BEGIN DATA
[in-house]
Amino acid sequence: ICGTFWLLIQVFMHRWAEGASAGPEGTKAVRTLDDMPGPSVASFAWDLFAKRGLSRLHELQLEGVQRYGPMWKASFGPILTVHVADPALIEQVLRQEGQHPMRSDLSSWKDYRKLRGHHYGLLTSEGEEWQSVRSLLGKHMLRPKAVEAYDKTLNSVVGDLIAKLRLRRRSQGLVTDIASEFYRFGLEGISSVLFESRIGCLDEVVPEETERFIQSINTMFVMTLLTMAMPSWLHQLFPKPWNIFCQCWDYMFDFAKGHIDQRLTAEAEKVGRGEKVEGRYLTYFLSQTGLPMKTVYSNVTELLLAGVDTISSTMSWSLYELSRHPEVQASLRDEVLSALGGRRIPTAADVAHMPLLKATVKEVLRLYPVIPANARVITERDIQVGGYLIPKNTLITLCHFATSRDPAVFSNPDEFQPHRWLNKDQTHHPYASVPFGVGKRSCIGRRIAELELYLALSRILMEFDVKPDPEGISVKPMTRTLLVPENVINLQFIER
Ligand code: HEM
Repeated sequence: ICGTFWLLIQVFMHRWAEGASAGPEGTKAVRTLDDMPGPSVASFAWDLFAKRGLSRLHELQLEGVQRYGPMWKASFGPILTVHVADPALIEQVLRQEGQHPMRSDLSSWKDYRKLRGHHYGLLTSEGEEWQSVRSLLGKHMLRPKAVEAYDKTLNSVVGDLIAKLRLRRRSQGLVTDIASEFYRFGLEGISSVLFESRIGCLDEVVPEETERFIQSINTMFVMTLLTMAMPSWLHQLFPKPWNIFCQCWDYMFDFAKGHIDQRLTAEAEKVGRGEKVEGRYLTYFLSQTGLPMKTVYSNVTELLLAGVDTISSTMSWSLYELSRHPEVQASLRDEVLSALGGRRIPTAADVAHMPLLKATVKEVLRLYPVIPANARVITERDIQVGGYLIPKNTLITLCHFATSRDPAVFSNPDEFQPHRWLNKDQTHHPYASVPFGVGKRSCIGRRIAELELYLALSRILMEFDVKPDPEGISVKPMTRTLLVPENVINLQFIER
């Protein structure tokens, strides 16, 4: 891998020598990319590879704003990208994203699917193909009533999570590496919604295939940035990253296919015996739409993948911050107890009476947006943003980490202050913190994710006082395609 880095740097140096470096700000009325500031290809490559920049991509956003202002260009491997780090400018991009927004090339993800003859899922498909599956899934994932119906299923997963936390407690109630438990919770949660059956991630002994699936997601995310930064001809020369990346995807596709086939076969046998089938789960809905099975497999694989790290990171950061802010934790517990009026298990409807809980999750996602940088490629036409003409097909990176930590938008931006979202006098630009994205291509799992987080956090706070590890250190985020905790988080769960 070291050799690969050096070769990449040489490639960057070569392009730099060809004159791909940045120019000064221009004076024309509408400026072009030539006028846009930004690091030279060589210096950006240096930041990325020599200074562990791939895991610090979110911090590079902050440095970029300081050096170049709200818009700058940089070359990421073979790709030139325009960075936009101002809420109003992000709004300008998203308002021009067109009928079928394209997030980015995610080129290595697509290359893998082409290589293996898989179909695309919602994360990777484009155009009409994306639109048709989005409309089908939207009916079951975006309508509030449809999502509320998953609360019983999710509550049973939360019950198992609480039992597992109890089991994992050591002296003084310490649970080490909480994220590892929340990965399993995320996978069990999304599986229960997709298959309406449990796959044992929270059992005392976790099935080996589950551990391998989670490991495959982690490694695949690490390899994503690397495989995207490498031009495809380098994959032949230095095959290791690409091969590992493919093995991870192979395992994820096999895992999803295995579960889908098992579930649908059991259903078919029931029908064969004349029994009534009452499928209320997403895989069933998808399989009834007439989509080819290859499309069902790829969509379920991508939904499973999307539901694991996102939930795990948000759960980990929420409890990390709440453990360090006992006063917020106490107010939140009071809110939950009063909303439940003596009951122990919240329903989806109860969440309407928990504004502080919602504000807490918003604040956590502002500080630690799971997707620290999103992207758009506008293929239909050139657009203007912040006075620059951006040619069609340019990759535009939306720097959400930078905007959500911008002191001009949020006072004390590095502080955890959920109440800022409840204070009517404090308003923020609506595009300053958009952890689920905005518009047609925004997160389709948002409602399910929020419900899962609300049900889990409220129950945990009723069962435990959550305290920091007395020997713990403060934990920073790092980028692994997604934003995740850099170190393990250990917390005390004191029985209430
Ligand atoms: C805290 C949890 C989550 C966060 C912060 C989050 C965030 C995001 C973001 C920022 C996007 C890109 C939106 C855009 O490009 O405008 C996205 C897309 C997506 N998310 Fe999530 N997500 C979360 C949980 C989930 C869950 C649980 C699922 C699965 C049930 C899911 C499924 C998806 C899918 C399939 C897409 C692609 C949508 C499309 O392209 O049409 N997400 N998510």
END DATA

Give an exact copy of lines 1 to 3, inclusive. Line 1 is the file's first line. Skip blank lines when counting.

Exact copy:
[in-house]
Amino acid sequence: ICGTFWLLIQVFMHRWAEGASAGPEGTKAVRTLDDMPGPSVASFAWDLFAKRGLSRLHELQLEGVQRYGPMWKASFGPILTVHVADPALIEQVLRQEGQHPMRSDLSSWKDYRKLRGHHYGLLTSEGEEWQSVRSLLGKHMLRPKAVEAYDKTLNSVVGDLIAKLRLRRRSQGLVTDIASEFYRFGLEGISSVLFESRIGCLDEVVPEETERFIQSINTMFVMTLLTMAMPSWLHQLFPKPWNIFCQCWDYMFDFAKGHIDQRLTAEAEKVGRGEKVEGRYLTYFLSQTGLPMKTVYSNVTELLLAGVDTISSTMSWSLYELSRHPEVQASLRDEVLSALGGRRIPTAADVAHMPLLKATVKEVLRLYPVIPANARVITERDIQVGGYLIPKNTLITLCHFATSRDPAVFSNPDEFQPHRWLNKDQTHHPYASVPFGVGKRSCIGRRIAELELYLALSRILMEFDVKPDPEGISVKPMTRTLLVPENVINLQFIER
Ligand code: HEM